EC Commission v. Kingdom of Denmark (C-192/01)

Autor:Keller & Heckman LLP
Cargo:Abogados
 
EXTRACTO GRATUITO

MEMORANDUM

TO : Clients and Interested Parties

DATE : October 3, 2003

RE : European Court of Justice – Case Law Brief

EC Commission v. Kingdom of Denmark (C-192/01) of the 23rd September 2003

The ECJ has delivered its judgment in plenary session on 23 September 2003 in an action launched by the EC Commission against Denmark challenging the compatibility under Article 28 of the EC Treaty of its ban on marketing fortified foodstuffs unless a nutritional need is demonstrated. 1

In its judgment, the ECJ confirmed the EFTA Court ruling of 5 April 2001 in case E-3/00 against Norway, i.e. that absence of nutritional need cannot by itself justify a ban and that each restriction on the marketing of imported fortified foods must be justified, on a case-by- case basis, by scientific evidence. The Court condemns Denmark for having failed to comply with these requirements of identification and assessment of the health risks, case-by-case, of the effects of the addition of nutrients to food. Regarding fortified foods, this precedent is important:

(i) pending harmonisation of fortified foods, in strengthening mutual recognition which so far proved to be ineffective; &

(ii) in the ongoing EU discussions for harmonisation of this sector.

Importantly also, the interest of this jurisprudence goes beyond the sector of fortified foods and this precedent could be potentially used in all areas where Member States put forward the protection of human health or the precautionary principle to establish national legislation or practice restricting the free movement of goods.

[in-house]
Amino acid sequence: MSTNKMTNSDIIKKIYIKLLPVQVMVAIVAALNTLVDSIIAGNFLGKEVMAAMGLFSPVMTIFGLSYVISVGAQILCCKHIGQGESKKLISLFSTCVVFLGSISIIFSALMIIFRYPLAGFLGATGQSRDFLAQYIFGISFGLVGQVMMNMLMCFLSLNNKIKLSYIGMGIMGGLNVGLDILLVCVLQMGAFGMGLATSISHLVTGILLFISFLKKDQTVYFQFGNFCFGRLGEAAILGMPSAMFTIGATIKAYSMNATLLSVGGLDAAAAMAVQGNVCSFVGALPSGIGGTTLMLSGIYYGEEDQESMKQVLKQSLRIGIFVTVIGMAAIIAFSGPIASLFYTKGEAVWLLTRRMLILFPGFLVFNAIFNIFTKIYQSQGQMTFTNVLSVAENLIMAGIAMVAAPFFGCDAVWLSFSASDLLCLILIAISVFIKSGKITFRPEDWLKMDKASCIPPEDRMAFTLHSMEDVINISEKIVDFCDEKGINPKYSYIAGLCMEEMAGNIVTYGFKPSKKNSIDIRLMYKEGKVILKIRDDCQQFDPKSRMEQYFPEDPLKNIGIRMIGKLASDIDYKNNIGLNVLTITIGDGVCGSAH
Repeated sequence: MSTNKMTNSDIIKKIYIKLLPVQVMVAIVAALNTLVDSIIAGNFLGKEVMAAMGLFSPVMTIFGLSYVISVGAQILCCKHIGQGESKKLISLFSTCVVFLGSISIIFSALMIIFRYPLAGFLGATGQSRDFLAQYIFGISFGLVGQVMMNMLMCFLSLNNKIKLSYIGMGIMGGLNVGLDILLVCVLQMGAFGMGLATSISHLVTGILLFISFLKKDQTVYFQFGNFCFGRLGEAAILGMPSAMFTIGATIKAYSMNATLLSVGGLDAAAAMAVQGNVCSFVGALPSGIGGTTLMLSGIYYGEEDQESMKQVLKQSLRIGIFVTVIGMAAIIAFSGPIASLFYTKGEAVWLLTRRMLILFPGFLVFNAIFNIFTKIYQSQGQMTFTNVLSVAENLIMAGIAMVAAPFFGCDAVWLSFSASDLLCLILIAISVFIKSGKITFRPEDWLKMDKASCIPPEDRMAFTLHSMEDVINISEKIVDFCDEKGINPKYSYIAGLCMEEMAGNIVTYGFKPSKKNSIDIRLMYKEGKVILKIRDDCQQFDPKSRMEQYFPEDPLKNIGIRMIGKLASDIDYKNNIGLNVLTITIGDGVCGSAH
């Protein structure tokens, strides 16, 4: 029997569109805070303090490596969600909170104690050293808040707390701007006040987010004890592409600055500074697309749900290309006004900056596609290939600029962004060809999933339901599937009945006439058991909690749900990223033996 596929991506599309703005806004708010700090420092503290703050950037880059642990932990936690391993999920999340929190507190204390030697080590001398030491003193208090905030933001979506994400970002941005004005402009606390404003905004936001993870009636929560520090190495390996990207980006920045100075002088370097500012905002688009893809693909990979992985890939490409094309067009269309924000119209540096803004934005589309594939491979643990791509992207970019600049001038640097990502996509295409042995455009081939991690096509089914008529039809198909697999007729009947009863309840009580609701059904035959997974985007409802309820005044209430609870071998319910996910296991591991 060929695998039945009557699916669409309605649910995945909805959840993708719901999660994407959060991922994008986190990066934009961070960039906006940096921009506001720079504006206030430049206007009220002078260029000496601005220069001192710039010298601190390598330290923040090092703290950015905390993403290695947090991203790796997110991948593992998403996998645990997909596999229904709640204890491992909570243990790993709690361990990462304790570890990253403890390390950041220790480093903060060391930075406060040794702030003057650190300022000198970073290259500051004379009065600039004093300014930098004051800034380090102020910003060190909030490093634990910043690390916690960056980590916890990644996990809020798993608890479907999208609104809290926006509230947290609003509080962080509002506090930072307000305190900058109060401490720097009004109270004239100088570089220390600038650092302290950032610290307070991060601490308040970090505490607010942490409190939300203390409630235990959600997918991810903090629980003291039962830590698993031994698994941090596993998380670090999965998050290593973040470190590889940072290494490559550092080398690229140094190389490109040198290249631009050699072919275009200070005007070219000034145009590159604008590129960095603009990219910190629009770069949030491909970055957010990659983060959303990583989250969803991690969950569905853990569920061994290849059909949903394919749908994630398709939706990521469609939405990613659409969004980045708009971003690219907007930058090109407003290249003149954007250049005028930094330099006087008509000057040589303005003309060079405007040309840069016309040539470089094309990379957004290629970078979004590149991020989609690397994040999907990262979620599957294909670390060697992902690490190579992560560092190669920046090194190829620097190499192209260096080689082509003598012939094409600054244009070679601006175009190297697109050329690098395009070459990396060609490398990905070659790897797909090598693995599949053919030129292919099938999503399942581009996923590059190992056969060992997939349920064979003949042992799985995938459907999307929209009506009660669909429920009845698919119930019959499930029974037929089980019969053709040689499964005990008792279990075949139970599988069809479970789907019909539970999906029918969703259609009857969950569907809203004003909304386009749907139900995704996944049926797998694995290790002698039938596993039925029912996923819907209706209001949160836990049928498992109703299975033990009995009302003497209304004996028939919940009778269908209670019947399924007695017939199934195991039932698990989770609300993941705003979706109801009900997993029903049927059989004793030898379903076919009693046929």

What was the case about? The Commission challenged Danish restrictive measures justified by absence of nutritional need

Danish legislation prohibits the marketing of foodstuffs with added vitamins and minerals unless a pre-market authorization is granted. In practice, the granting of such authorization is in particular subject to the demonstration that the addition of vitamins and minerals responds to a nutritional need in the Danish population. The EC Commission took legal action against Denmark on grounds that this administrative practice impedes the free movement of fortified foods while Danish authorities provided no scientific justification of a risk to human health. It particularly argued that “absence of need” is not a valid justification to restrict trade under Article 30 of the EC and that the fact that there is a specific risk associated with the ingestion of certain vitamins...

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